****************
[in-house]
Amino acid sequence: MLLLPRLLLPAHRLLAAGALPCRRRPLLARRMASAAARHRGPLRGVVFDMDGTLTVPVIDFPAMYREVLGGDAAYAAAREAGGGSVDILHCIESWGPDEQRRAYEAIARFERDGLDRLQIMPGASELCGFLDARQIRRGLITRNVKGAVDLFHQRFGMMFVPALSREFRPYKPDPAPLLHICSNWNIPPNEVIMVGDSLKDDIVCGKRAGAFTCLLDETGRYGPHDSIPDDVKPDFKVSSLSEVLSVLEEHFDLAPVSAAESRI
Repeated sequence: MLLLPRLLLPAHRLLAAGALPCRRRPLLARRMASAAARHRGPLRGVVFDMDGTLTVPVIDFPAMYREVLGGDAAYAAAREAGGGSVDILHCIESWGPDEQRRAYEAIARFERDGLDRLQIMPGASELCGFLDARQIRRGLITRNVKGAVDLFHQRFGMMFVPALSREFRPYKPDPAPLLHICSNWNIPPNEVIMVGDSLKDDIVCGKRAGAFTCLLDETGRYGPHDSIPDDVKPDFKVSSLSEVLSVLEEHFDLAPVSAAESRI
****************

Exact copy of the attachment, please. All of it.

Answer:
[in-house]
Amino acid sequence: MLLLPRLLLPAHRLLAAGALPCRRRPLLARRMASAAARHRGPLRGVVFDMDGTLTVPVIDFPAMYREVLGGDAAYAAAREAGGGSVDILHCIESWGPDEQRRAYEAIARFERDGLDRLQIMPGASELCGFLDARQIRRGLITRNVKGAVDLFHQRFGMMFVPALSREFRPYKPDPAPLLHICSNWNIPPNEVIMVGDSLKDDIVCGKRAGAFTCLLDETGRYGPHDSIPDDVKPDFKVSSLSEVLSVLEEHFDLAPVSAAESRI
Repeated sequence: MLLLPRLLLPAHRLLAAGALPCRRRPLLARRMASAAARHRGPLRGVVFDMDGTLTVPVIDFPAMYREVLGGDAAYAAAREAGGGSVDILHCIESWGPDEQRRAYEAIARFERDGLDRLQIMPGASELCGFLDARQIRRGLITRNVKGAVDLFHQRFGMMFVPALSREFRPYKPDPAPLLHICSNWNIPPNEVIMVGDSLKDDIVCGKRAGAFTCLLDETGRYGPHDSIPDDVKPDFKVSSLSEVLSVLEEHFDLAPVSAAESRI